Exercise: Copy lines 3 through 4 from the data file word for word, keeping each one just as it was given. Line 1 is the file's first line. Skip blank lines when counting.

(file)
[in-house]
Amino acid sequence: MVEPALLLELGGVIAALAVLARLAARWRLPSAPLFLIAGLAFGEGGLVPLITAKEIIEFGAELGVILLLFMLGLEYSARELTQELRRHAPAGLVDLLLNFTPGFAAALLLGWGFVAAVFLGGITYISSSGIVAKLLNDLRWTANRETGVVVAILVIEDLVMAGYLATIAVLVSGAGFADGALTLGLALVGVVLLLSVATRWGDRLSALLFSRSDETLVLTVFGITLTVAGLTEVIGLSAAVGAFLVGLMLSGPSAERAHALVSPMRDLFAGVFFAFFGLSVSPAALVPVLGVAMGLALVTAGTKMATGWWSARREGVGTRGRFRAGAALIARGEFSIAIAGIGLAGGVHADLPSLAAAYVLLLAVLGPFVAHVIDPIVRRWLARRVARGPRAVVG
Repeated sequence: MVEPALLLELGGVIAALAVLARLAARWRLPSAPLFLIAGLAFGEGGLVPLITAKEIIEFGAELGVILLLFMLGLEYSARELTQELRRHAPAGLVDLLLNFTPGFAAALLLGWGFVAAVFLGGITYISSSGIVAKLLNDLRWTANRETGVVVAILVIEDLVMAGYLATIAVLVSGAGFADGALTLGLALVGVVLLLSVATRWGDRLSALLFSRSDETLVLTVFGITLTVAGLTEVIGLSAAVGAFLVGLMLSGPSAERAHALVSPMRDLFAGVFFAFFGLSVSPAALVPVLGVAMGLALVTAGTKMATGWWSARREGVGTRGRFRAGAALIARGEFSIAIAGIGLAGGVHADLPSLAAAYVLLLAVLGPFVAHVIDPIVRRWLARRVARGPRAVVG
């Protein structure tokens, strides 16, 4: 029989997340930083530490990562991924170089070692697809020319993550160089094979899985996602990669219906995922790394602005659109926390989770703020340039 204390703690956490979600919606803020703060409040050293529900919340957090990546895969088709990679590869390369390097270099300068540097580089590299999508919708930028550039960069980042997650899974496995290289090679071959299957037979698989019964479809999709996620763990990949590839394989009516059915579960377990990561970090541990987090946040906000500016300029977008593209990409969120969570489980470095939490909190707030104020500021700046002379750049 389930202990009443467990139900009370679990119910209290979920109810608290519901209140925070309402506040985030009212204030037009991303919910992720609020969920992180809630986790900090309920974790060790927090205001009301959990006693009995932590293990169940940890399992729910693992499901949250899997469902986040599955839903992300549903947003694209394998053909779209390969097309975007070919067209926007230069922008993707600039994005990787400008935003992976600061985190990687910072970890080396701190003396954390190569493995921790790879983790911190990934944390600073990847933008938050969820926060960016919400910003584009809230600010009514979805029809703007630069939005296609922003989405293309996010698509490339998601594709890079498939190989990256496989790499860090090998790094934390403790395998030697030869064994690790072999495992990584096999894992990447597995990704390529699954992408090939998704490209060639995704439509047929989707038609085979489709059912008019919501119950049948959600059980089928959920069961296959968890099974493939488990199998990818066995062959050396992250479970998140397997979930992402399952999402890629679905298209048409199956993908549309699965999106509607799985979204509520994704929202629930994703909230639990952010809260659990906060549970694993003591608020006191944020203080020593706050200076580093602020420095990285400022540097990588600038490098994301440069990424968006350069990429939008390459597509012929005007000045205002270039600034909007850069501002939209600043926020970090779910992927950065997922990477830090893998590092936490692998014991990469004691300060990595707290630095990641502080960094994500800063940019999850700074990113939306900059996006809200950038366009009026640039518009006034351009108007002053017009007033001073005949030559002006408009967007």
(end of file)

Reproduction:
Repeated sequence: MVEPALLLELGGVIAALAVLARLAARWRLPSAPLFLIAGLAFGEGGLVPLITAKEIIEFGAELGVILLLFMLGLEYSARELTQELRRHAPAGLVDLLLNFTPGFAAALLLGWGFVAAVFLGGITYISSSGIVAKLLNDLRWTANRETGVVVAILVIEDLVMAGYLATIAVLVSGAGFADGALTLGLALVGVVLLLSVATRWGDRLSALLFSRSDETLVLTVFGITLTVAGLTEVIGLSAAVGAFLVGLMLSGPSAERAHALVSPMRDLFAGVFFAFFGLSVSPAALVPVLGVAMGLALVTAGTKMATGWWSARREGVGTRGRFRAGAALIARGEFSIAIAGIGLAGGVHADLPSLAAAYVLLLAVLGPFVAHVIDPIVRRWLARRVARGPRAVVG
């Protein structure tokens, strides 16, 4: 029989997340930083530490990562991924170089070692697809020319993550160089094979899985996602990669219906995922790394602005659109926390989770703020340039 204390703690956490979600919606803020703060409040050293529900919340957090990546895969088709990679590869390369390097270099300068540097580089590299999508919708930028550039960069980042997650899974496995290289090679071959299957037979698989019964479809999709996620763990990949590839394989009516059915579960377990990561970090541990987090946040906000500016300029977008593209990409969120969570489980470095939490909190707030104020500021700046002379750049 389930202990009443467990139900009370679990119910209290979920109810608290519901209140925070309402506040985030009212204030037009991303919910992720609020969920992180809630986790900090309920974790060790927090205001009301959990006693009995932590293990169940940890399992729910693992499901949250899997469902986040599955839903992300549903947003694209394998053909779209390969097309975007070919067209926007230069922008993707600039994005990787400008935003992976600061985190990687910072970890080396701190003396954390190569493995921790790879983790911190990934944390600073990847933008938050969820926060960016919400910003584009809230600010009514979805029809703007630069939005296609922003989405293309996010698509490339998601594709890079498939190989990256496989790499860090090998790094934390403790395998030697030869064994690790072999495992990584096999894992990447597995990704390529699954992408090939998704490209060639995704439509047929989707038609085979489709059912008019919501119950049948959600059980089928959920069961296959968890099974493939488990199998990818066995062959050396992250479970998140397997979930992402399952999402890629679905298209048409199956993908549309699965999106509607799985979204509520994704929202629930994703909230639990952010809260659990906060549970694993003591608020006191944020203080020593706050200076580093602020420095990285400022540097990588600038490098994301440069990424968006350069990429939008390459597509012929005007000045205002270039600034909007850069501002939209600043926020970090779910992927950065997922990477830090893998590092936490692998014991990469004691300060990595707290630095990641502080960094994500800063940019999850700074990113939306900059996006809200950038366009009026640039518009006034351009108007002053017009007033001073005949030559002006408009967007």